BY CATHERINE YESSAYAN
One of the main reasons I decided to visit Paris on my way to Armenia was to learn and write about the small community of Armenians living in Issy-Les-Moulineaux, a suburb located on the southwest edge of Paris.
My father’s family moved from Tehran to Paris when he was 9 or 10, and they had lived in Issy-les-Moulineaux. So I was on a mission: first, to visit the old neighborhood where my dad grew up; and second, to visit the City Hall to find out about the Armenian community in Issy-les-Moulineaux, which I will call ‘Issy’ for short.
My friend Lala, who lives in Issy, had invited me to spend the night at their home so that I would have a nearby base from which to explore the neighborhood. Lala and her sister live on a street named Yerevan. Rue d’Erevan is a short, narrow, uphill street which ends at the top of a hill, where their apartment complex is located.
They live on the seventh floor and have a commanding view of Paris with the Tour d’Eiffel in the middle. At night, when the tower is illuminated, the view is even more spectacular.
I arrived on Monday evening around 5:30 p.m. at Issy by metro, the last stop of Paris-Metro Line 12. As I stepped off the train I saw a shoe repair shop. The guy inside the shop looked Armenian. My patriotic blood sensed a connection. I gathered my courage, entered the shop and asked him if he was Armenian.
“Bonjour monsieur. Est ce que vous êtes Armenian?” And indeed he was Armenian. He was a handsome middle-aged man with dark Armenian features. His name was Lionel Sarkissian. His surname was same as my maiden last name.
I had many questions, but he was preoccupied with his work. It was a busy time of the day. While I was there a woman brought in a pair of shoes needing repair and another picked up a pair. I really wanted to ask him if by any chance he was related to a long lost great-great uncle of mine, but I didn’t. All I learned that he was born in France and his parents were too. He spoke Western Armenian. I was happy to observe that as a member of the second or maybe third generation he could still speak Armenian.
I had a rendezvous with Lala at 7 p.m. To kill time, I decided to look around for another Armenian shopkeeper. Close to the metro station, there was a small hamburger place. The owner was Indian or Pakistani. I had a hamburger and asked the owner if he knew of any nearby Armenian shopkeepers. He said that there were many Armenians in town, but he didn’t know of any Armenian shopkeepers close by.
Wandering around I noticed that most people, who seemed to be coming from work and heading to their homes had baguettes in their hands. So I joined a queue in front of a bakery to buy a baguette with the hope that I would meet an Armenian in the line.
Lala arrived around 7 p.m. We took a bus to their home. We couldn’t walk because the streets leading up to the apartment complex are quite steep. From inside the bus, Lala pointed out two Armenian churches and a youth club.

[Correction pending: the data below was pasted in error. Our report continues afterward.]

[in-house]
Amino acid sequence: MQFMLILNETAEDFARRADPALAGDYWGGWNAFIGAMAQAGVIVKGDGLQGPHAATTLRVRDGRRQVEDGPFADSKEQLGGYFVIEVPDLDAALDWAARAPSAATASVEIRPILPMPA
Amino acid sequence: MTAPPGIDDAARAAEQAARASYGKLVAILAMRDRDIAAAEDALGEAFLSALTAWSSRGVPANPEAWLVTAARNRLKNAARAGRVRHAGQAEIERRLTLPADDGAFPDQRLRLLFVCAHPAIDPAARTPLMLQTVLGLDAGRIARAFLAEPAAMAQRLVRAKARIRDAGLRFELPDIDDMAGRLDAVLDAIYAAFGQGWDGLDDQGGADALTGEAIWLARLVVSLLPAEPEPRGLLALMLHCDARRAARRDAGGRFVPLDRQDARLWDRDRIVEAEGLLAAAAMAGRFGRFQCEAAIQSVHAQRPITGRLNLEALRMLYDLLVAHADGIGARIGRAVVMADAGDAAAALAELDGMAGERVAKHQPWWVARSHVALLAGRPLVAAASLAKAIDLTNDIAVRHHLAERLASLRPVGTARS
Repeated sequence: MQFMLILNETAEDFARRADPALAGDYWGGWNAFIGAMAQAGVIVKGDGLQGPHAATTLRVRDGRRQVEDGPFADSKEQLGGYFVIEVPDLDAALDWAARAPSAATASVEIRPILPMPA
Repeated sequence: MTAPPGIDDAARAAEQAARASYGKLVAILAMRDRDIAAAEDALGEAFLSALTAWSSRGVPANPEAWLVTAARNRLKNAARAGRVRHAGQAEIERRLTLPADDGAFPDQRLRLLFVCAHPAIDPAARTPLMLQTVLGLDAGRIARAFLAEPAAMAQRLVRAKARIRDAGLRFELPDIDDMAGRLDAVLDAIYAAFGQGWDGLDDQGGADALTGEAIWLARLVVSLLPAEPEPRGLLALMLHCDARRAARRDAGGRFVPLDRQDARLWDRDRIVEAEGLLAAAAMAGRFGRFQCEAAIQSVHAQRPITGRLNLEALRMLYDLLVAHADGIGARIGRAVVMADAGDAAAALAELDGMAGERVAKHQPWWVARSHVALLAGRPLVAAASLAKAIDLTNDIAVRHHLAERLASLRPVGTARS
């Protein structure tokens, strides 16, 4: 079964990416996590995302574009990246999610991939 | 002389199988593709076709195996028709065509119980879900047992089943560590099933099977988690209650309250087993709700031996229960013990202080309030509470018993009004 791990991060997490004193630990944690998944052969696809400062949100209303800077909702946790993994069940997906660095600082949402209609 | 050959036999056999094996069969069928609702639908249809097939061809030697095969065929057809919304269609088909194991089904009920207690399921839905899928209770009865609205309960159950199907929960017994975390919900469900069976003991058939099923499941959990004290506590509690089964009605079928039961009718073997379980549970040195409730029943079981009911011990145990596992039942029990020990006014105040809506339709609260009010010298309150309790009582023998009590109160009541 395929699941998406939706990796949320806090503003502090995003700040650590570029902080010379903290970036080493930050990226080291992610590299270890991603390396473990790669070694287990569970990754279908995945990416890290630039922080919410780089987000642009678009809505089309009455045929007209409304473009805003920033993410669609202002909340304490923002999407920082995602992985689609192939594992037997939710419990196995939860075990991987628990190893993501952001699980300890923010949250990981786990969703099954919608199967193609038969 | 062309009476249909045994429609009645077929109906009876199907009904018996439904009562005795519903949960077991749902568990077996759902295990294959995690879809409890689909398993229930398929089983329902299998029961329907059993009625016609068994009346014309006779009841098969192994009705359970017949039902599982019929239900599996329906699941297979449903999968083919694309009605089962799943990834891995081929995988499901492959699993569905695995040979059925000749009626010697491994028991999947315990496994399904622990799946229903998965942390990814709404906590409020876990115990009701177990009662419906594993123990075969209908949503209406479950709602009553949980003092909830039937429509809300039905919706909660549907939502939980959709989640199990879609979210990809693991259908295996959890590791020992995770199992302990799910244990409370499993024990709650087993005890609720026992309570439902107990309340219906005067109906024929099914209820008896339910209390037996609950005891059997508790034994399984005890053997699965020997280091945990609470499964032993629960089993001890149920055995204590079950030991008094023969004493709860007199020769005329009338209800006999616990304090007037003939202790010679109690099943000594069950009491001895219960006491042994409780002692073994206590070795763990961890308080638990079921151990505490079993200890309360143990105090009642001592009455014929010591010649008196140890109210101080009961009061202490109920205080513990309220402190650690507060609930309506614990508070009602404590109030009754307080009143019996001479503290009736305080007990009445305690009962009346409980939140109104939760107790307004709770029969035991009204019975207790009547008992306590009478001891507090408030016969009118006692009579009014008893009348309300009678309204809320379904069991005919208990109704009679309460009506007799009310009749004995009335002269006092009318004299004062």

When we got off the bus, we crossed Rue d’Armenie. On the corner was an Armenian grocery store, but since it was Monday the store was closed. I thought I could check it out the following day, but I didn’t get a chance to do that.
There was another Armenian grocery shop called “Markar,” which is my grandson’s name, but I didn’t get to visit that store, either. My slow pace limits me to about a project a day.
Lala took me around and showed me a few monuments in the city that memorialize Armenians’ presence. All were within walking distance from her home. The Genocide monument was directly at the bottom of the hill – literally under their nose.
We took a set of steps down to visit the monument. It was built in 1982. Flanked by a hillside with a terrace-type setting, it was striking and very interesting. I was moved by the Armenian-themed architectural features and the bas-reliefs. The monument was built with pink Toof stone brought from Armenia. I learned that the monument’s construction was funded half by the Armenian community and the other half by the City.
From this Genocide monument, we walked to an abstract bronze statue which had been erected to commemorate the victims of the 1988 earthquake in Armenia. The statue was located at a square called “Etch-miadzin.” I was really impressed with the number of street names and structures dedicated to Armenians.
The following day I met Nicole Essayan, one of the 18 elected deputies of Issy’s mayor André Santini. Essayan believes that Mr. Santini holds the record of being the longest elected mayor in the modern history of France.
He has been mayor of Issy since 1980!
Essayan has lived in Issy for 60 years. She says the main influx of Armenians began in the 1970s. Of the City’s 63,000 population, about 5,000 are Armenians. The Armenian community has two churches, one Apostolical and one Evangelical and one school.
The “Sourp Tarkmanenchatz” Armenian elementary school (k-6) was founded about 10 years ago. There is also an active Armenian soccer team. In 1975, “ASA Issy” (Association Sportive Ararat Issy) was formed to unify Armenian soccer lovers of Paris and its surroundings. In the beginning, the club was limited to Armenian players, but now it is more open and has become the town’s only major soccer team. Today, it has around 400 members and 30 coaches.
By the time I visited my dad’s neighborhood and walked to his school, “Lycée Michelet,” it was time to head back to Paris. I invited Nicole to visit Glendale. I hope one day I’ll be her guide in Glendale.
Catherine Yesayan is a contributor to Asbarez. You may reach her at firstname.lastname@example.org or read her stories on her blog